If you have been injured in an accident that resulted from the negligence or reckless actions of another party, you are most likely dealing with an insurance adjuster in pursing compensation for your injuries. The adjuster may represent the insurer for the responsible party, or they may represent your own insurer in cases where the responsible party was uninsured or underinsured. The process of negotiating a full and fair settlement with the insurance company begins when you report the injury and initiate a claim.
As soon as you begin the process, you must remember that this is a negotiation, and that the insurance adjuster you are dealing with is working for the other side. You may be called early on by the adjuster with concern about your condition, best wishes, and assurances that you will be taken care of. This is all part of the negotiation, and the adjuster is trying to build rapport and earn your trust, so you will be more likely to accept their offer later on.
During a negotiation, it is helpful to understand the objectives of both parties. You are trying to obtain a full and fair settlement for your injuries, this is your goal, and this is also what you are legally entitled to. The insurance company, on the other hand, it trying to mitigate their losses by paying out as little as they can to settle the claim. You need to approach the process with these competing and contradictory interests in mind.
Steps to Negotiating a Personal Injury Settlement
While processes may vary slightly from one insurance company to another, the general steps to negotiating an injury settlement are as follows:
As mentioned earlier, the process starts when you file a claim with the at-fault party’s insurer (or your own insurer in the case of an uninsured or underinsured party). Most insurers allow you to file a claim over the phone, and some have online forms you can fill out and submit. This should be done as soon as possible as insurance companies typically have tight deadlines.
One of the first ways the insurance company will contact you after filing a claim is by sending you a “Reservation of Rights” letter. This letter typically states that they received your claim and will investigate it and be in contact with you about it. In the meantime, they are not admitting any liability for your injuries. Shortly before or after you receive this letter, you may also be called by the insurance adjuster to discuss the claim.
Once you have been treated for your injuries, you understand the extent of them, and you have either fully recovered or recovered as much as your doctor expects you to, you can calculate your overall damages and send a demand letter to the insurance company asking for compensation. This letter should lay out your case clearly and present your total damages (both economic and non-economic). Damages may include medical bills, rehabilitation costs, lost wages, loss of earning capacity, physical pain and suffering, emotional distress, and diminished quality of life. To ensure that you negotiate a full and fair settlement, it is important to understand how to accurately calculate the damages for your injury.
Shortly after you send your demand letter, you will receive a call or letter from the insurance adjuster either agreeing to pay the damages you have asked for, offering a lower amount, or denying the claim. Most of the time, they will try to claim that your injuries are not as severe as you are making them out to be, and offer you a lower amount, sometimes much lower. They may also try to claim that you are at least partially at fault for the injury, which, because of Alabama’s “contributory negligence” standard, they can use as a basis to deny your claim. This is where the real negotiations begin.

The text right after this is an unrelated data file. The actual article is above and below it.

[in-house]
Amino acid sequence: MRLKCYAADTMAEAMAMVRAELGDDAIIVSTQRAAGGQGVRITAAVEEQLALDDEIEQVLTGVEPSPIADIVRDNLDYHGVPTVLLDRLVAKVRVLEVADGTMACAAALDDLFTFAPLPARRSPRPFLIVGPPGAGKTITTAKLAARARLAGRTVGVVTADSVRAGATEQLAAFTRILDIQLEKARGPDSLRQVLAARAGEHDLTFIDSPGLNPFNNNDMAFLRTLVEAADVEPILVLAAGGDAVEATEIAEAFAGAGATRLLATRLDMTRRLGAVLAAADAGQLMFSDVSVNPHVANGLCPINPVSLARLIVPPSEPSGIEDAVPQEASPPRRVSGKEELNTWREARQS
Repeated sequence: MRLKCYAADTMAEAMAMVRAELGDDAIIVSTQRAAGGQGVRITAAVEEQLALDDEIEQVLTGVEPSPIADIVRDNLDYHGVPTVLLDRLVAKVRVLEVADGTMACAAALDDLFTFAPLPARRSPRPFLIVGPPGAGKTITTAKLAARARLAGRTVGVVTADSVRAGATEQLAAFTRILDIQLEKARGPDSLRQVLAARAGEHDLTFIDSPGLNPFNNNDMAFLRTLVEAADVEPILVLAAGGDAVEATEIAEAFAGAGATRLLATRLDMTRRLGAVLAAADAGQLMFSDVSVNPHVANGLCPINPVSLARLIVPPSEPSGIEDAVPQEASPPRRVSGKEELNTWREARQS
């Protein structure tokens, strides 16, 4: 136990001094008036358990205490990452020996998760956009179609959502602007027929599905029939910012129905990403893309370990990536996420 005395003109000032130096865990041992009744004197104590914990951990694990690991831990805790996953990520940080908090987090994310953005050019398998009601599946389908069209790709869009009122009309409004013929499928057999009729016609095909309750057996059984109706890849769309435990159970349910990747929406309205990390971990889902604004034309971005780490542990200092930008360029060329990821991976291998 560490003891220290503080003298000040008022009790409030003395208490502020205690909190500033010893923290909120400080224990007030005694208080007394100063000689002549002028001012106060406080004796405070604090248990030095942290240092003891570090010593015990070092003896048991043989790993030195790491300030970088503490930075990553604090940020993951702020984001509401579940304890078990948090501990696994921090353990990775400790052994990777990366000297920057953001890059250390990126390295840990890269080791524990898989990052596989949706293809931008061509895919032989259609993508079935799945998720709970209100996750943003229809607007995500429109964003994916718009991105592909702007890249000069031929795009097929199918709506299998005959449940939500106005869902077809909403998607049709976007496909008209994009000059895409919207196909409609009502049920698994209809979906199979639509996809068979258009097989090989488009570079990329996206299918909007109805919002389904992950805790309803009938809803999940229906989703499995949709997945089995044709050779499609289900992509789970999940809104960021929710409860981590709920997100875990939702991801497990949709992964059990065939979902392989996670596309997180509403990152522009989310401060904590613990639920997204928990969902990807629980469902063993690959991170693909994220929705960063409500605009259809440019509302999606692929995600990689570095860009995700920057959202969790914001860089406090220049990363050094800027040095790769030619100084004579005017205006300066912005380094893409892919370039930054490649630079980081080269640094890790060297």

At this point, there may be several letters and phone calls back and forth with offers and counteroffers. Eventually, the insurance company may give you what they say is their “final settlement offer.” If this offer is fair and adequately compensates you for your injuries, you can accept their final offer. If the offer is unreasonable, then you may need to file a personal injury lawsuit in court to pursue fair compensation.
The Importance of Working with a Personal Injury Attorney
The negotiation process can be difficult and grueling. You need to be well-prepared, patient, and persistent to bring negotiations to a successful conclusion. This process can be especially challenging if you try to go it alone. Insurance adjusters are professionals who are trained negotiators, and this gives them an inherent advantage going in. You may also have difficulty preparing a demand letter that accurately calculates damages. Finally, if you negotiate alone, an insurance adjuster will be fairly confident you are not going to take the case to court. And without the threat of litigation, the insurer does not have nearly as much incentive to offer a fair settlement.
If you or a loved one has been injured because of the reckless actions or omissions of another party, it is important to at least speak with an experienced attorney, so you understand your rights and legal options. At Burge and Burge, we have extensive experience with all types of personal injury cases, and we have a strong track record of success obtaining just compensation on behalf of our clients. We are skilled litigators and strong negotiators. Whenever possible, we seek to negotiate full and fair settlements for our clients. If the other side is not willing to be reasonable, however, we are ready and able to aggressively advocate for your rights and interests at trial and upon appeal.
For a free consultation with one of our seasoned Alabama attorneys, call us today at 205-251-9000, or you may send a secure and confidential message through our online contact form.